There are nine principal statutes that govern the enforcement of federal environmental regulations, and Congress has increased not only potential prison sentences, but also fines for those convicted.
Many statutes contain civil, criminal, and administrative penalty provisions, and enforcement is carried out by the Environmental Protection Agency and the U.S. Department of Justice.
The basic elements of an environmental criminal violation are an act that substantially violates a statute and intent to violate the statute.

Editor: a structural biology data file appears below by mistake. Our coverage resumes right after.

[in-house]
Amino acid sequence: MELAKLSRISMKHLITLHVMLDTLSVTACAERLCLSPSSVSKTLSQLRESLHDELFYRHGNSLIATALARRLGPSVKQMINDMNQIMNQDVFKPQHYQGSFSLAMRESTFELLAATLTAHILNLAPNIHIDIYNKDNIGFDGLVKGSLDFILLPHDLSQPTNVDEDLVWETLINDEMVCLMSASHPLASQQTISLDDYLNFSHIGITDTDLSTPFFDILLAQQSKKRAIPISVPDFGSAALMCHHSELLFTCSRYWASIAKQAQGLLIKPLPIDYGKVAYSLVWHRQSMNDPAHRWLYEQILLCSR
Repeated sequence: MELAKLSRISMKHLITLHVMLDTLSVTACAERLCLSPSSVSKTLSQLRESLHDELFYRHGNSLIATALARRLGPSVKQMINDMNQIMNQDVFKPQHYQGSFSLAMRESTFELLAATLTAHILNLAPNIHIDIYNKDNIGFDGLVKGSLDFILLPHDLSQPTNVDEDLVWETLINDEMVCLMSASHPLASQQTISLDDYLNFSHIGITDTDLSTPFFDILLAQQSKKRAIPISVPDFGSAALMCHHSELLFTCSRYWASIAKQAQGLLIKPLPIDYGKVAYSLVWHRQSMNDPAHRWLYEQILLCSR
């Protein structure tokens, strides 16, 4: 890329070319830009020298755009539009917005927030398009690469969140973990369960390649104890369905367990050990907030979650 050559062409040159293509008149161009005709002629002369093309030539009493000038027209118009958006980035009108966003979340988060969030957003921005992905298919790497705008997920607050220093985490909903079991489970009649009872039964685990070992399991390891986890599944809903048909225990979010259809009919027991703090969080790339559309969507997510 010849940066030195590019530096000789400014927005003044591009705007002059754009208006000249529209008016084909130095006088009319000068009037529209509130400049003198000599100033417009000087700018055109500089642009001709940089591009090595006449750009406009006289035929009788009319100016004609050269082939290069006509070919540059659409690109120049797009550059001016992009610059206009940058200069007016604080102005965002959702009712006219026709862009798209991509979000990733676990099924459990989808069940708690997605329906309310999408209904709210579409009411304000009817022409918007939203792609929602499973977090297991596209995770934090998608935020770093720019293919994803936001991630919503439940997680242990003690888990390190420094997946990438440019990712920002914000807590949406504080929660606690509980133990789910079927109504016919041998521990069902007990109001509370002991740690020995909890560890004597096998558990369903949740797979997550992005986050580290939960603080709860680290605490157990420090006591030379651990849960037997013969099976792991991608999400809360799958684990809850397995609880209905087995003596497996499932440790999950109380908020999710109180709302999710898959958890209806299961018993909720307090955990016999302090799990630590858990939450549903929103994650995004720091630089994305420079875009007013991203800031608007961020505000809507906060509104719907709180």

Common criminal violations include making false statements, failing to file required reports, failing to pay required fees, operating without a permit, and violating the limits or conditions of a permit.
The statutes involved in criminal violations include the Clean Air Act; the Federal Water Pollution Control Act; the Rivers and Harbors Act of 1899; the Safe Drinking Water Act; the Comprehensive Environmental Response, Compensation, and Liability Act; the Resource Conservation and Recovery Act; the Federal Solid Waste Disposal Act; the Toxic Substances Control Act; the Federal Insecticide, Fungicide, and Rodenticide Act; and the Endangered Species Act.